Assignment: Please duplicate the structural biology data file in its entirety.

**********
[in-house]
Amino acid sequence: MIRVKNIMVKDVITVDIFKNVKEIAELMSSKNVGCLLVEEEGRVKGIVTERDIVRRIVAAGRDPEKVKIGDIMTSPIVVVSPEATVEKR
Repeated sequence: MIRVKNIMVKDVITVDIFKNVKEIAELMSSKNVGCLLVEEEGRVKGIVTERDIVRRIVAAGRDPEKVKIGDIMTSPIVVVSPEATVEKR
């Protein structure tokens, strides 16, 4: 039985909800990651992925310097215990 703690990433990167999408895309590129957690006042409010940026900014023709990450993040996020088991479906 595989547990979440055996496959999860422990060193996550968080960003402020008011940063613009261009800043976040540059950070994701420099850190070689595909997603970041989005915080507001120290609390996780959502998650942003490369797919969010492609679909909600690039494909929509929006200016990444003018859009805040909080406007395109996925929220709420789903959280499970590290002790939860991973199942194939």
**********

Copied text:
[in-house]
Amino acid sequence: MIRVKNIMVKDVITVDIFKNVKEIAELMSSKNVGCLLVEEEGRVKGIVTERDIVRRIVAAGRDPEKVKIGDIMTSPIVVVSPEATVEKR
Repeated sequence: MIRVKNIMVKDVITVDIFKNVKEIAELMSSKNVGCLLVEEEGRVKGIVTERDIVRRIVAAGRDPEKVKIGDIMTSPIVVVSPEATVEKR
């Protein structure tokens, strides 16, 4: 039985909800990651992925310097215990 703690990433990167999408895309590129957690006042409010940026900014023709990450993040996020088991479906 595989547990979440055996496959999860422990060193996550968080960003402020008011940063613009261009800043976040540059950070994701420099850190070689595909997603970041989005915080507001120290609390996780959502998650942003490369797919969010492609679909909600690039494909929509929006200016990444003018859009805040909080406007395109996925929220709420789903959280499970590290002790939860991973199942194939």